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Photography of Alvaro Montoro being a doofus
Alvaro Montoro

Web Developer

Animated gif with the text I'm a typewriter shown as if it was a typewriter.

Typewriter Effect with CSS

css demo html

A reddit user asked in the CSS channel if there was a way of building a typewriter effect. Some people pointed out at Geoff Graham's article on CSS Tricks (which includes different versions in CSS and JS), and many more recommended using JavaScript or some JS libraries/modules... and I tried to come up with my own CSS-only version:

The idea is to animate the content property of a pseudo-element like ::before to show one character at a time. And then, we can use the ::after element to display a blinking caret.

The content property is discretely animatable. This means that there won't be transitions —it would have been nice—, but it will still animate it "step by step," which it's exactly what we want.

It is not perfect, but it can be eye-catchy, and it has some nice pros compared to similar CSS-only solutions. Also, it is slightly customizable (the caret can change color and size), and I tried to make it as accessible as possible.

The main issue is calculating the steps and the time at which they must happen. To simplify and generalize the process, I created a short JavaScript snippet to help generate the animation steps for any set of words... Unfortunately, although it works in most cases, my math is wrong, and it sometimes fails. (I'll add a link once I verify it works fine.)

Pros and Cons

Pros of this approach:

  • It is multiline: many of the CSS-only typewriter animations only work for single lines/words. This one will work in multiple lines too.
  • It doesn't cut letters/words: each letter is added individually instead of hiding with overflows that may display them partially (as it happens in other solutions).
  • No need for monospace fonts: related to the point above. Other animations only work with monospace to go around the cutting words/letters issue. This one will work with non-monospace fonts too.

Cons of this approach:

  • Requires some accessibility boost (see below): in my defense, most animations that do this (CSS or JS) have this issue.
  • It involves a lot of code: the CSS animation will have as many lines as letters are in total... which is annoying, but in some cases, it may still be less code and less weight than with a JS solution.
  • It is a pain to write the animation steps: a lot of calculations! So I created a small script to generalize the process.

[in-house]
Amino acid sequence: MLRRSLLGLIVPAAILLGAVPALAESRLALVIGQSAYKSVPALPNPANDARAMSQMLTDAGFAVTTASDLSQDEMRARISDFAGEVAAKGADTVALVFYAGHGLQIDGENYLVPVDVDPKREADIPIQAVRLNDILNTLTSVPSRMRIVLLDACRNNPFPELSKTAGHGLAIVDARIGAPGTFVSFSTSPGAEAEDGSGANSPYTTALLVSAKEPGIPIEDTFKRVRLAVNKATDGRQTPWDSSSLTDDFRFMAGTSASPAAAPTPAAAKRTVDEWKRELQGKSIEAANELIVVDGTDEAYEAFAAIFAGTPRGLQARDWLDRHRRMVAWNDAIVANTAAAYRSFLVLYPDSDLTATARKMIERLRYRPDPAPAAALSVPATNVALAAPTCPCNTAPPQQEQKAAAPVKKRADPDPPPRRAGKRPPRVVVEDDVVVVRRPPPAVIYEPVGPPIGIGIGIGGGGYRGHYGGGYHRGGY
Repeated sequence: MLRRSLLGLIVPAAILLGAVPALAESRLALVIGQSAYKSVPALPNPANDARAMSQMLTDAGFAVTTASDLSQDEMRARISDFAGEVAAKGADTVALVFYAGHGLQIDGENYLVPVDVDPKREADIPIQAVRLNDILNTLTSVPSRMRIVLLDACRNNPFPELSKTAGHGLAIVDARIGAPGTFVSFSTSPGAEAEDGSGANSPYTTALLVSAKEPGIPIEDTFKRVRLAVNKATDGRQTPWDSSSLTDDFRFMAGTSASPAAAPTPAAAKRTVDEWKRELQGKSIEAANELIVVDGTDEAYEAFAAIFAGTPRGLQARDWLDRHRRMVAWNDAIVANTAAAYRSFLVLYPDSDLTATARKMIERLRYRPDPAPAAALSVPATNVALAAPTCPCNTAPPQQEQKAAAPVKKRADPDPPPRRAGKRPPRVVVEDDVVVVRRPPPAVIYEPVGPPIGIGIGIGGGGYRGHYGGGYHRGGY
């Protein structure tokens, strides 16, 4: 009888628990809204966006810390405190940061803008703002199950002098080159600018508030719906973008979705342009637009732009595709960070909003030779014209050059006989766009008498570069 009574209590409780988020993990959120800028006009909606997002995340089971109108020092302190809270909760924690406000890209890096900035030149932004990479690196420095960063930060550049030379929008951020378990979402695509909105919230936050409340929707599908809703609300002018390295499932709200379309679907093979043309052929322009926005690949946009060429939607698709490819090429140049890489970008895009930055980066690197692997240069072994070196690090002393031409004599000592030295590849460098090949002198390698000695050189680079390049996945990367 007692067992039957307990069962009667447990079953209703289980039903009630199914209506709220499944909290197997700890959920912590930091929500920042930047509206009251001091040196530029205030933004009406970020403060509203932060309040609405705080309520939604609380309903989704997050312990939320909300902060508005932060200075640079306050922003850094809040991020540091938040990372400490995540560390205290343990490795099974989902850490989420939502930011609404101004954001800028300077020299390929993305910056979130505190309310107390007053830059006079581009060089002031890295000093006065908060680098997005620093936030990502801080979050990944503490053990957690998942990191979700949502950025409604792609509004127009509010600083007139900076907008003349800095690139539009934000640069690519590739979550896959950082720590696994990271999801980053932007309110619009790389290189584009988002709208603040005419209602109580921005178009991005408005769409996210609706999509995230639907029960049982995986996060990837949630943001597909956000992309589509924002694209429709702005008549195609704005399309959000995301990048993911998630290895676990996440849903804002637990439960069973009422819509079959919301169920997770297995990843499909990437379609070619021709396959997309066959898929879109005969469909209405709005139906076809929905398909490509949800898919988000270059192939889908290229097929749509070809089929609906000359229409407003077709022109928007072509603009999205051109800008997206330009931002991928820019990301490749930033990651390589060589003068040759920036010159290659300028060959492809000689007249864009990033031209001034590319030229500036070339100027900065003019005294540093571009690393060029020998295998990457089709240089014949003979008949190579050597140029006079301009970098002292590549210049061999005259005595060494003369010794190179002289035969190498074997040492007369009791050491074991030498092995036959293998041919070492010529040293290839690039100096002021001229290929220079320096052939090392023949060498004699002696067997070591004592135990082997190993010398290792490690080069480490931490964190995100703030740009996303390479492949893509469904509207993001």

To go around this last part, maybe I could have used the steps() timing function. But in the end, it would require some (simpler) calculations too.

Accessibility

We are going to do a couple of things to boost the accessibility of this animation... and one of them consists of removing the animations :-S

First, while a sighted user can see the text changing, that may not be the case for a user of assistive technologies (AT). For example, a screen reader user won't get information about the text growing/shrinking —and thank you, because it would be a pain in the neck!

To avoid getting a half description of the title, we should add an aria-label to the container with the full description.

<h1 aria-label="I'm a developer, writer, reader, and human.">
  I'm a&nbsp; <span class="typewriter"></span>
</h1>

Without the aria-label, screen readers will read the title as "I'm a"; with the aria-label, they'll read "I'm a developer, writer, reader, and human.", which is much better.

The other thing we can do to make the component a bit more accessible is to remove the actual animations. If a user has the reduced motion setting on, we should stop the caret blinking, leave it fixed, and maybe show the words fully instead of letter by letter. To do so, CSS counts with the prefers-reduce-motion media query:

@media (prefers-reduced-motion) {
  /* let the caret be fixed instead of blinking */
  .typewriter::after {
    animation: none;
  }

  /* replace the letter popup for a shorter animation */
  @keyframes sequencePopup {
    0%, 100% { content: "developer"; }
    25% { content: "writer"; }
    50% { content: "reader"; }
    75% { content: "human"; }
  }

  .sequencePopup::before {
    content: "developer";
    animation: none;
  }
}

We didn't fully remove the animation; we only replaced it with another that is more accessibility-friendly. Not all animations are bad, and "reduced motion" doesn't mean "no motion."

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